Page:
Figure 4a. EDX Spectra of paper B, sample 2, untreated side. There is no significant peak for magnesium.
Figure 5a. EDX Spectra of paper B, sample 3, treated side. This paper had been stored in an 80% humidity chamber for over five weeks and then placed in an accelerated aging chamber for seven days at 90° C, 50% RH. There is a strong magnesium peak.
The treated side of sample 2 of paper B showed particles of a magnesium-containing compound and a large magnesium peak on the spectrum [Figure 3a and 3b]; the back of this paper, however, did not show any particles, nor did the SEM/EDX detect any magnesium [Figure 4a and 4b].
Figure 6a. EDX Spectra of paper B, sample 3, untreated side. There is no significant magnesium peak.
The third sample of paper B showed a similar trend: the treated side showed the magnesium-containing particles and a corresponding high magnesium peak [Figure 5a and 5b]. Furthermore, no magnesium was detected on the untreated side of Paper C [Figure 6a and 6b].
While the particles containing magnesium coated the treated sides of the paper, no magnesium was detected on the untreated sides. There is a difficulty in determining if a two-sided application would be beneficial. The magnesium material only penetrates partially into the paper. In this case, depending on the thickness and porosity of the paper, spraying on both sides could set up a sandwich effect, with an untreated layer in the middle of the paper.
Figure 7a. Overall of a hand-colored lithograph before treatment with Bookkeeper®.
All papers treated with Bookkeeper® by spray or brush showed a chalky white precipitate, even at low magnification [Figures 7a-7c]. This may be not be acceptable on some types of historic artifacts, and certainly not with objects where the integrity of an image should be preserved.
Of the application methods tested (Bookkeeper spray, airbrush and brush) the most uniform and pleasing application was with the airbrush, though the precipitate was still apparent.16 The airbrush nozzle was set to deliver a fine mist, and airbrush apparatus was easily rinsed with water after use.
Colorimetry data of paper C are shown in Figures 8 - 11.
Figure 8 shows the L*a*b* values of samples after spraying with Bookkeeper®. The treated side of the paper whitens slightly due to the presence of the white magnesium compounds, and there is also a slight shift in a* and b* values, decreasing redness and yellowness. Figure 9 shows the L*a*b* values after aging. There is an overall lowering of whiteness, and an increase in redness. In comparison, the washed papers discolored less.
The change which occurred over aging (delta E) shows that the sprayed sample had the greatest decrease in brightness compared to the control and washed samples [Figure 10]. The untreated back of the sample also seems to be affected. The treated sample also shows the greatest increase in yellowness and redness (Delta a* and b*) [Figure 11]. It seems that the presence of Bookkeeper® on these samples did not inhibit formation of discoloration during accelerated aging. It should be noted that the Wei T'o-treated sample also discolored to the same degree as Bookkeeper®.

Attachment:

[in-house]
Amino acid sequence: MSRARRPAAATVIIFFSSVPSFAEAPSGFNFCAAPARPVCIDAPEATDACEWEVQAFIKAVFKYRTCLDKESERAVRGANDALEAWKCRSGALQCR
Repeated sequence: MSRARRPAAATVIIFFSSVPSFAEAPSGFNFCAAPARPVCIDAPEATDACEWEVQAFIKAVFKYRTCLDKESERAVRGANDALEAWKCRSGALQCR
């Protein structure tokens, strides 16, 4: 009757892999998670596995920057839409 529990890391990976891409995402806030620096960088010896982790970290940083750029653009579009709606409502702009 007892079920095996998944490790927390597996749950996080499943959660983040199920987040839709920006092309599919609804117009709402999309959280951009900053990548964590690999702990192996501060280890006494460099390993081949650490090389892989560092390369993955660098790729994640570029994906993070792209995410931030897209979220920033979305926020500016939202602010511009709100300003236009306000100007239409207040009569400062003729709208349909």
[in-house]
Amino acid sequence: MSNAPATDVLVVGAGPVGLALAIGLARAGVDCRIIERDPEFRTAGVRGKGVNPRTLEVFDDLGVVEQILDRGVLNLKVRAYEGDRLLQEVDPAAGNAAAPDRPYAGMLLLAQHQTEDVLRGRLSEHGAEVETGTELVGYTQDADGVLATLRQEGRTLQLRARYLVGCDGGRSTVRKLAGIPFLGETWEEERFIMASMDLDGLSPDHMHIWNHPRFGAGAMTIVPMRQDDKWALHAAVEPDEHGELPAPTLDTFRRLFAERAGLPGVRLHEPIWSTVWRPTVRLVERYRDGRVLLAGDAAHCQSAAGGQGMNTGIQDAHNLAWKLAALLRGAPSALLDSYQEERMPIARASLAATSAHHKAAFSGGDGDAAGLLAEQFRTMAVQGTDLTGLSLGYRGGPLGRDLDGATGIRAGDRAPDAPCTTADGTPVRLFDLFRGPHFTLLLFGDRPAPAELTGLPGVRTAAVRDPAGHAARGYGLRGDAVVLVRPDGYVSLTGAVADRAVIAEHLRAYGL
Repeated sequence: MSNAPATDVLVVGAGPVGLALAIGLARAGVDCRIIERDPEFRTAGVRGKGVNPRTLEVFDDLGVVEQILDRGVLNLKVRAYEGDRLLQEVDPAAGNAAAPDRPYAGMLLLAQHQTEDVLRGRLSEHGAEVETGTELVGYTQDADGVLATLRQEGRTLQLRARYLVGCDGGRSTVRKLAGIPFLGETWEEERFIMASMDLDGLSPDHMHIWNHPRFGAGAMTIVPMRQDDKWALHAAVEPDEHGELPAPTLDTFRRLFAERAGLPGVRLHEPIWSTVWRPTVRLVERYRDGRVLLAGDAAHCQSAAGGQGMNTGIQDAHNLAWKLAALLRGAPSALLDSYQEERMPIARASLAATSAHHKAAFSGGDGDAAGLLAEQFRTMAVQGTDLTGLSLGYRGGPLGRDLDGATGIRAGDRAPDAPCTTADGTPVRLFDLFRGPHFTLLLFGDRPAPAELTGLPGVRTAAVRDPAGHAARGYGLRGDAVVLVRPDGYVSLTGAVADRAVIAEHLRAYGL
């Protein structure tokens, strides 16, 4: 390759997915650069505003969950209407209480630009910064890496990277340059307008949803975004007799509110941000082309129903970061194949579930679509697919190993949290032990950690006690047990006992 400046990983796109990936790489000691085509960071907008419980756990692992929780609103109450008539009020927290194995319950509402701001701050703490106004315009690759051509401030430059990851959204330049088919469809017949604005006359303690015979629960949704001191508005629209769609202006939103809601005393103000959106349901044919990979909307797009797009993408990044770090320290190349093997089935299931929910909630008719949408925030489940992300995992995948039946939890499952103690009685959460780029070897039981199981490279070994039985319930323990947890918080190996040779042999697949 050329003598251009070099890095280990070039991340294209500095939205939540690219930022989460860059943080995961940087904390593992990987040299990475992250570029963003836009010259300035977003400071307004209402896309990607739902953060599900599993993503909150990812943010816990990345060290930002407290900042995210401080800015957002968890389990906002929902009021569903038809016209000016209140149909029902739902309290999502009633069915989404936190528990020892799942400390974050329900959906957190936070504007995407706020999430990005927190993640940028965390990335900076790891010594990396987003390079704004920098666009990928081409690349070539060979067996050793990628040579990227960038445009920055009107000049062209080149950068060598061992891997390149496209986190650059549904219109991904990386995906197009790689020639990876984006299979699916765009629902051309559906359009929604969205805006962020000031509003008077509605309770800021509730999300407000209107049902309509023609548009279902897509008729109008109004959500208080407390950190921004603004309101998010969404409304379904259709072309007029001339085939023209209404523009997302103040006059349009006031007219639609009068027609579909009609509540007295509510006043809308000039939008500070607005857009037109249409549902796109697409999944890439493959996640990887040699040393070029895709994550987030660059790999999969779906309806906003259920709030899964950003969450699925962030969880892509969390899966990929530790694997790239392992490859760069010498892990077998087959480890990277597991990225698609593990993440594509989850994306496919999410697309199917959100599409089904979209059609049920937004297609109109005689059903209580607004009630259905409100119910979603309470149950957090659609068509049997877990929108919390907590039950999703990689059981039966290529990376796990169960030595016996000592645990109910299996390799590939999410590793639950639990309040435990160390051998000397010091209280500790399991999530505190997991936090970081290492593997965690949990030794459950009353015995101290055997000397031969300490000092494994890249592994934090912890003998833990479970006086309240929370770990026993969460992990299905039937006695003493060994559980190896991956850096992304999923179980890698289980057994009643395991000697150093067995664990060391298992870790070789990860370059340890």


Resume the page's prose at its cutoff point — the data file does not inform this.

This result is not inconsistent with other magnesium-based treatments described in the literature. In general, magnesium-based deacidificants have been shown to have a tendency to yellow upon humid accelerated aging over their untreated and calcium-treated counterparts.17
|Before Aging||After Aging|
|Sprayed Side (Front)||7.77||6.56|
|Unsprayed Side (Back)||5.28||5.48|
|Brushed Side (Front)||6.79||6.45|
|Unbrushed Side (Back)||5.40||5.72|
|Before Aging||After Aging|
|Sprayed Side (Front)||8.41||8.00|
|Unsprayed Side (Back)||6.59||7.20|
|Brushed Side (Front)||9.49||8.60|
|Unbrushed Side (Back)||9.01||8.43|
|Before Aging||After Aging|
|Sprayed Side (Front)||8.05||7.65|
|Unsprayed Side (Back)||6.96||6.58|
|Brushed Side (Front)||7.74||6.36|
|Unbrushed Side (Back)||5.60||5.57|
Figure 12. A comparison of pH readings for three types of paper after treatment with Bookkeeper®. The treated papers were sprayed or brushed on one side only. Aging took place in an accelerated aging chamber at 90°C, 50% RH for seven days. In general, the treated side of the papers increased by at least one point, while the untreated side sometimes increased by only half a point.
The pH levels increased by over one unit on the treated side, but rarely more than half a unit on the untreated side [Figure 12]. In fact the pH of the treated sides of some papers were greater than the American National Standards Institute standard of pH 7.5 for new permanent papers.18 After aging
(7 days at 90°C, 50% RH) the pH of the treated papers, front and back, was generally higher than the untreated control.
During pH measurements it was noted that the Bookkeeper®-treated sides of papers absorbed water faster, and the subsequent application of water produced very discolored tide-lines in comparison to the untreated sides of papers. There are several possible explanations for this phenomenon. The alkali may function similar to paper fillers, increasing paper wettability; or, the gelatin surface size may be affected. It also seems likely that the fluoro-surfactant, while relatively non-reactive towards the cellulose, lowers surface tension of the water and facilitates penetration. The staining may be a result of a combination of factors: an alkaline environment which aids in moving discoloration and the surfactant increasing "washing" efficiency.
This work focused on the working characteristics and purported benefit of Bookkeeper® used in individual spray application. Papers treated with Bookkeeper® showed observable color changes after aging, and some changes in the paper character. An excess of magnesium oxide is easily deposited with hand-held sprayers, and an even deposition is difficult to achieve. The magnesium-containing particles leave a noticeable whitish haze on the paper that can be visually distracting. In one-sided spray application, the pH of the paper can be expected to be higher on the treated side than on the untreated side. Color shifts during artificial aging indicate that at least some types of paper treated with Bookkeeper® experience a whiteness reduction greater than that occurring in untreated papers. This may not be the only magnesium-based non-aqueous deacidificant that produces such an effect.